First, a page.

I Statements for Kids

Written by Charlie Merrow

June 17, 2020

Social-emotional Learning

How does that make you feel? Using I Statements to Communicate Emotions

You may recognize the “I Statement” as an effective tool for kids to identify emotions, understand beliefs, and influence behavior. But why are feelings so important for children? Today’s blog answers how to help kids talk about feelings effectively using a foundational component of social-emotional learning: The I Statement.

The “I Statement” empowers kids with choices over their emotions by giving them choices about their words. New words lead to new thoughts, new behaviors, and new emotions.

Here’s the 3 Part I Statement : I feel + (emotion) + when + (event) + because + (thought about event).

This post offers some psychological background on why the I Statement is a great tool for kids. For a thorough breakdown of how to teach the I Statement, take a look at this I Statements full lesson plan.

Psychological Theories Behind The I Statements:

Two popular psychotherapeutic theories offer insight into the I Statement:

1. Cognitive Behavioral Theory (CBT): CBT helps clients identify irrational thoughts. The basic principle of CBT is that our thoughts, behaviors, and emotions all interact with one another. So, if you change your thoughts, your emotions and behaviors are likely to change too.

2. Rational-Emotive Behavioral Therapy (REBT): REBT is a more confrontational approach that challenges irrational beliefs. It uses the ABC model of emotions to change thought patterns:

(A) An activating event happens in a person’s life;

(B) The person experiences certain beliefs;

(C) These negative thoughts, when irrational, cause emotional consequences;

(D) Therapeutic techniques such as I Statements challenge a person to dispute their irrational beliefs;

(E) By changing these beliefs, the person improves their new emotional consequence.

i statements for kids

Connection Between Thoughts and Beliefs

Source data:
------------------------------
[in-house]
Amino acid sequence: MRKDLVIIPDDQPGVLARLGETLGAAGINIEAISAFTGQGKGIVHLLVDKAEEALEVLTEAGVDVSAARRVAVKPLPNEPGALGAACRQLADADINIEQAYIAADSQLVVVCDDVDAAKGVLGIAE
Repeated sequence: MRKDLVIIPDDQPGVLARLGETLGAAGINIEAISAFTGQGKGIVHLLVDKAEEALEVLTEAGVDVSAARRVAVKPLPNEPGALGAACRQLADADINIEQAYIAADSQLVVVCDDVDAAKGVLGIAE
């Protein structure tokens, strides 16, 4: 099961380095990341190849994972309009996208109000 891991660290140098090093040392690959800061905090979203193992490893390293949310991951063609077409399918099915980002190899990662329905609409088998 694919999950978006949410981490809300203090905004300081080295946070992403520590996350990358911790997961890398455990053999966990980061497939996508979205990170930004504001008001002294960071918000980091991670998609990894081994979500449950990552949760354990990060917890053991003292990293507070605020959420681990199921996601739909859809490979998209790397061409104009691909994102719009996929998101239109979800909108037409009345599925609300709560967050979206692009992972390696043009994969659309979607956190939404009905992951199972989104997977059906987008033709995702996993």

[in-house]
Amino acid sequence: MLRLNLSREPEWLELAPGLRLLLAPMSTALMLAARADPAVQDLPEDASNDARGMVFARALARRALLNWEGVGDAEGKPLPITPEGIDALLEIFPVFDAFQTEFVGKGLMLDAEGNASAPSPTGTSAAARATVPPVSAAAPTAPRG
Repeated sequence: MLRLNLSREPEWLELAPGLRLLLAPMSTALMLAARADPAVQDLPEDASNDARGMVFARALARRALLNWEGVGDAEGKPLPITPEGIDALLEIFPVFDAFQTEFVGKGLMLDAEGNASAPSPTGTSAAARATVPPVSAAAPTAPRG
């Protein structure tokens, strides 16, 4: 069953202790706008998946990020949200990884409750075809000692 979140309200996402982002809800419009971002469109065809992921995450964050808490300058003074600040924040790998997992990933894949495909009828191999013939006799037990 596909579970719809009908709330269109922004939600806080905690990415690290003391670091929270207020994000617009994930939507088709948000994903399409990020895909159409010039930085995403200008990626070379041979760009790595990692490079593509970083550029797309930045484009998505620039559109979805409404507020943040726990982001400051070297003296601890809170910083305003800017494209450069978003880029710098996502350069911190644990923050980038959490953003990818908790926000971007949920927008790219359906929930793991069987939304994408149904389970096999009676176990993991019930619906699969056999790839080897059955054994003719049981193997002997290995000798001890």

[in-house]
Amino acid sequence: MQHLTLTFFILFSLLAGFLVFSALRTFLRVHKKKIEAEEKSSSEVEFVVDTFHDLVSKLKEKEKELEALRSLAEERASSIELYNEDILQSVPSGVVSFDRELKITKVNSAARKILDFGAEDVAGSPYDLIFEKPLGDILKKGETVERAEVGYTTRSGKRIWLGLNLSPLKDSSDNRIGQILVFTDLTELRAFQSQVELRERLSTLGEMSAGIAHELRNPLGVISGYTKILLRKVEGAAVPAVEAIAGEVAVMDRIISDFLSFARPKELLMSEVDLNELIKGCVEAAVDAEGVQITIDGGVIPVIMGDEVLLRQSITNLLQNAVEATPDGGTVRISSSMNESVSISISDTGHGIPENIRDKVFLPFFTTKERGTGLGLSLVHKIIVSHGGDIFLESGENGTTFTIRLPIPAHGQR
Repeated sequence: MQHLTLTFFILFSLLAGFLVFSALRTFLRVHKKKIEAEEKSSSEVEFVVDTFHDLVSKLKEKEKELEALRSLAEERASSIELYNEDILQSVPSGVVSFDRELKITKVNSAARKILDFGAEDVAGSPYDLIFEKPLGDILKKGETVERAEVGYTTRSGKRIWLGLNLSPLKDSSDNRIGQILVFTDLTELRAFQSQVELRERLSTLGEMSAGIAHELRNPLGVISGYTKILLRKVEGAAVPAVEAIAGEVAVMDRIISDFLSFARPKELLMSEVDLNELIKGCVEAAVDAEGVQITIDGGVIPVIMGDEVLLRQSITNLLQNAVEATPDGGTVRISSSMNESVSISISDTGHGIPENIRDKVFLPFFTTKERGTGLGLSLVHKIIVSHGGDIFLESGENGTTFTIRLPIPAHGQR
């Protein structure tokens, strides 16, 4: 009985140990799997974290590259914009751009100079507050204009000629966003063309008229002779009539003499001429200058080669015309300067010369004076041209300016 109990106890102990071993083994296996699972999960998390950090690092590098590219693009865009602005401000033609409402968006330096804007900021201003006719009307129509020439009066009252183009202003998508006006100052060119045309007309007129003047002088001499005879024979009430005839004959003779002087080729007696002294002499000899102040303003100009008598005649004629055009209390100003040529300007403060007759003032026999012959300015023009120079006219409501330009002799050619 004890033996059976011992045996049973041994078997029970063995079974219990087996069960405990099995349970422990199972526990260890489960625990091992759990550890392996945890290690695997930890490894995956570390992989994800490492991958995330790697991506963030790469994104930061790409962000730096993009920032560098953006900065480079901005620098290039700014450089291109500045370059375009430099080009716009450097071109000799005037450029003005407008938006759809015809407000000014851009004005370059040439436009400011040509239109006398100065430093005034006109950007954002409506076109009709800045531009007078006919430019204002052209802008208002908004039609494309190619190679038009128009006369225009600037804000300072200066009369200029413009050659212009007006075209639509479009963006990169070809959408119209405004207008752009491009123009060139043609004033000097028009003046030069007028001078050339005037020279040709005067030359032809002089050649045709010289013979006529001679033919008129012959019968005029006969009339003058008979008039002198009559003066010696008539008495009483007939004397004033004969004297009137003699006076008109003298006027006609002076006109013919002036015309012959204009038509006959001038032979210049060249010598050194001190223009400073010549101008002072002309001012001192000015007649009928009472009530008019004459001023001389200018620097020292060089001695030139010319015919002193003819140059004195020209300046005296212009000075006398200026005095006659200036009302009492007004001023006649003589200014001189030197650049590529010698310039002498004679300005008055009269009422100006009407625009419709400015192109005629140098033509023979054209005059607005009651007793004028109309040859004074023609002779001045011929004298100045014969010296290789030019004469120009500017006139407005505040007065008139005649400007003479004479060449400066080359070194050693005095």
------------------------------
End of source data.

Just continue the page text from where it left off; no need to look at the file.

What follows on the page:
Children and adults often experience psychological difficulty because they struggle with difficult thoughts and beliefs. Without understanding how one’s thoughts connect with emotions, it’s easy to fall into the trap of believing that external events cause particular emotions. The I Statement empowers kids with some choice over their emotions. By changing thoughts or behaviors, kids gain access to new emotional experiences. The first step in this process, however, is simply identifying their current emotion.

It’s important to remember that SEL techniques like I Statement don’t replace therapy. We’re not exploring students’ psychological history in-depth, but we are spending time teaching broad psycho-educational strategies that can be helpful to kids who practice them.

Take some time this week to ask your kids about their feelings. Try working through an I Statement together – you might be surprised by the results!

 

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Written by

Charlie Merrow

Charlie has over a decade of experience working in education across the world in North America, Asia, and Africa as a classroom teacher, curriculum specialist, university instructor, and educational researcher. His passion lies in promoting education equity and development through mindfulness and inclusive practices. Charlie has a MA in Special Education, is a PhD student studying Education, a licensed special education teacher, a Returned Peace Corps Volunteer, and a certified yoga instructor.

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